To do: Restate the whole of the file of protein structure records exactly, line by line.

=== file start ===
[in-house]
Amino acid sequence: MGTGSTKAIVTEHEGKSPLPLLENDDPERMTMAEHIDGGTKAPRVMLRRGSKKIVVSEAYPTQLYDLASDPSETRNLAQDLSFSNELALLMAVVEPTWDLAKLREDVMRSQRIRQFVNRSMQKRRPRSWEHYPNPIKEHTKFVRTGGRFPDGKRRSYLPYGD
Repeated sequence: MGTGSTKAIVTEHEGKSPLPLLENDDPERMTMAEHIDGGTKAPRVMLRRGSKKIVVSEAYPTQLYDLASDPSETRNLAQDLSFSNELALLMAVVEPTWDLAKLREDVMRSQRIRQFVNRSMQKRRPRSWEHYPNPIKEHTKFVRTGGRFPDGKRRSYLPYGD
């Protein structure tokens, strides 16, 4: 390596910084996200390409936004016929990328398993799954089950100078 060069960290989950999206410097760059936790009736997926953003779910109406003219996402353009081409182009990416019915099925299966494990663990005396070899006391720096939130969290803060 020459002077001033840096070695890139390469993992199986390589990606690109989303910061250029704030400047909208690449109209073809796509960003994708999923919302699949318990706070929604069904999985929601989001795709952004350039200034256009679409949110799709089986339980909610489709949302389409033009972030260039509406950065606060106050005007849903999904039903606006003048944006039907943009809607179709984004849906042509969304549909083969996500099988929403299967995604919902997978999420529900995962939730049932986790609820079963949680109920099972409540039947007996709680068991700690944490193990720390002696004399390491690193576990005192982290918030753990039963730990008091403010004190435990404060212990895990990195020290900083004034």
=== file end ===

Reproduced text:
[in-house]
Amino acid sequence: MGTGSTKAIVTEHEGKSPLPLLENDDPERMTMAEHIDGGTKAPRVMLRRGSKKIVVSEAYPTQLYDLASDPSETRNLAQDLSFSNELALLMAVVEPTWDLAKLREDVMRSQRIRQFVNRSMQKRRPRSWEHYPNPIKEHTKFVRTGGRFPDGKRRSYLPYGD
Repeated sequence: MGTGSTKAIVTEHEGKSPLPLLENDDPERMTMAEHIDGGTKAPRVMLRRGSKKIVVSEAYPTQLYDLASDPSETRNLAQDLSFSNELALLMAVVEPTWDLAKLREDVMRSQRIRQFVNRSMQKRRPRSWEHYPNPIKEHTKFVRTGGRFPDGKRRSYLPYGD
């Protein structure tokens, strides 16, 4: 390596910084996200390409936004016929990328398993799954089950100078 060069960290989950999206410097760059936790009736997926953003779910109406003219996402353009081409182009990416019915099925299966494990663990005396070899006391720096939130969290803060 020459002077001033840096070695890139390469993992199986390589990606690109989303910061250029704030400047909208690449109209073809796509960003994708999923919302699949318990706070929604069904999985929601989001795709952004350039200034256009679409949110799709089986339980909610489709949302389409033009972030260039509406950065606060106050005007849903999904039903606006003048944006039907943009809607179709984004849906042509969304549909083969996500099988929403299967995604919902997978999420529900995962939730049932986790609820079963949680109920099972409540039947007996709680068991700690944490193990720390002696004399390491690193576990005192982290918030753990039963730990008091403010004190435990404060212990895990990195020290900083004034």